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5-Minute Science Activities

by Kelly Sundstrom

When teaching a science class, it can be difficult to find time to include exciting science activities. Luckily, there are a few science activities that are easy and can be completed in as little as 5 minutes. Using short science activities like these will enable you to easily capture the attention of your students as you add to their knowledge base.

Reflecting Rainbows

Students will be amazed by how colorful a CD can be when they take part in this exercise in reflecting rainbows. Hold a compact disc in the sun, and shine a flashlight against the surface. Place a piece of white paper onto a flat surface, and angle the flashlight so the reflection hits the paper. There will be a spectacular rainbow of colors on the paper reflected from the CD.

Magic Eggs

You can demonstrate the effect of salt on eggs in this quick and fascinating experiment. Fill two glasses 3/4 full of water. In one of the glasses, pour in around 6 to 8 tablespoons of table salt. Stir the solution well to incorporate the salt throughout the water. When you drop an egg into each glass of water, one egg will float, while the other egg will sink. The salty water has become heavier as a result of the addition of salt, so it will keep the egg afloat.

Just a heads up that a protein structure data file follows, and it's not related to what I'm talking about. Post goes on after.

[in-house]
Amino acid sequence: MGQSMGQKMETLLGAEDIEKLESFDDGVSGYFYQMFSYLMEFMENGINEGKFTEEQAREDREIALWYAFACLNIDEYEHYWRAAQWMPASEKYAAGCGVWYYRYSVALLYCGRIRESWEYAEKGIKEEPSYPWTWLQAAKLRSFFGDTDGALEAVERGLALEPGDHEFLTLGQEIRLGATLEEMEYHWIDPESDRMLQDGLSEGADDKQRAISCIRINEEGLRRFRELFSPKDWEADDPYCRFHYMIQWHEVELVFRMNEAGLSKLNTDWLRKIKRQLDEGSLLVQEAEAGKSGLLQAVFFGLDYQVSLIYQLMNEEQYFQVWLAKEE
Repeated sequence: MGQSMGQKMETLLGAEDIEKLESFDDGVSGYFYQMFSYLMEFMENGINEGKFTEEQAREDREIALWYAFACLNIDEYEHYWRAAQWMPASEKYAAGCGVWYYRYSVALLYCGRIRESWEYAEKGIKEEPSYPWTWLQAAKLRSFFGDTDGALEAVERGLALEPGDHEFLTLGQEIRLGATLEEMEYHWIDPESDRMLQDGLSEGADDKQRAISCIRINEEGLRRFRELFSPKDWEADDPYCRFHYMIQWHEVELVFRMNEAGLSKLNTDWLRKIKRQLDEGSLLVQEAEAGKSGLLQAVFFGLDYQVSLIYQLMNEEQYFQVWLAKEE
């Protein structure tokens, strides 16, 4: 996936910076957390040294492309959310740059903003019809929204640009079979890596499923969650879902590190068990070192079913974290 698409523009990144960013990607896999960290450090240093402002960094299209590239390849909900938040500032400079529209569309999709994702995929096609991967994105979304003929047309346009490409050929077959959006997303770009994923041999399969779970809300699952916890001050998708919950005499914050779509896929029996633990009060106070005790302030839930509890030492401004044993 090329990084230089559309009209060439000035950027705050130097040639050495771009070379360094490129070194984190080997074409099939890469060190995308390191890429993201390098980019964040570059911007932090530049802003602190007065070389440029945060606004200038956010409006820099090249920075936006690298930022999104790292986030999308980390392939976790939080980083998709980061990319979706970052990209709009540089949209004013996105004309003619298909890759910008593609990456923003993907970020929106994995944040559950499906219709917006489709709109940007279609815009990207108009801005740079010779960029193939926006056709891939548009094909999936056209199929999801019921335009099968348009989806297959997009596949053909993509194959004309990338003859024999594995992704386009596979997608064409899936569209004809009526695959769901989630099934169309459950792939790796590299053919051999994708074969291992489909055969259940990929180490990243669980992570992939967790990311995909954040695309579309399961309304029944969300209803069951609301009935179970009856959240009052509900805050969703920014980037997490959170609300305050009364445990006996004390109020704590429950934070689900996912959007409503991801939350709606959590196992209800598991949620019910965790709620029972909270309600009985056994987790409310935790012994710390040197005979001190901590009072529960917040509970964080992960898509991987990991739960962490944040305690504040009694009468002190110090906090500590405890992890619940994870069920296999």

Baking Soda Balloon

Making a baking soda balloon is very easy and quick, and it's also quite exciting. Place a funnel inside the opening of a balloon, and pour in around 4 tablespoons of baking soda. Fill a water bottle with 1/2 cup of white vinegar. Fit the end of the balloon over the opening of the bottle, then empty the baking soda from the balloon into the bottle. The baking soda will chemically react with the vinegar to make gas, which will inflate the balloon.

Invisible Ink

Students can hide secret messages on paper by using homemade invisible ink. This quick and easy project is accomplished using only lemon juice, a paintbrush and plain white paper. Simply dip the end of the paintbrush into the lemon juice, then use it to write a message on the paper. Allow the juice to dry completely. When the paper is held up to a light, the message can be read clearly. When you take the paper away from the light, the message will seem to disappear. With invisible ink, students can take turns creating secret messages to each other.

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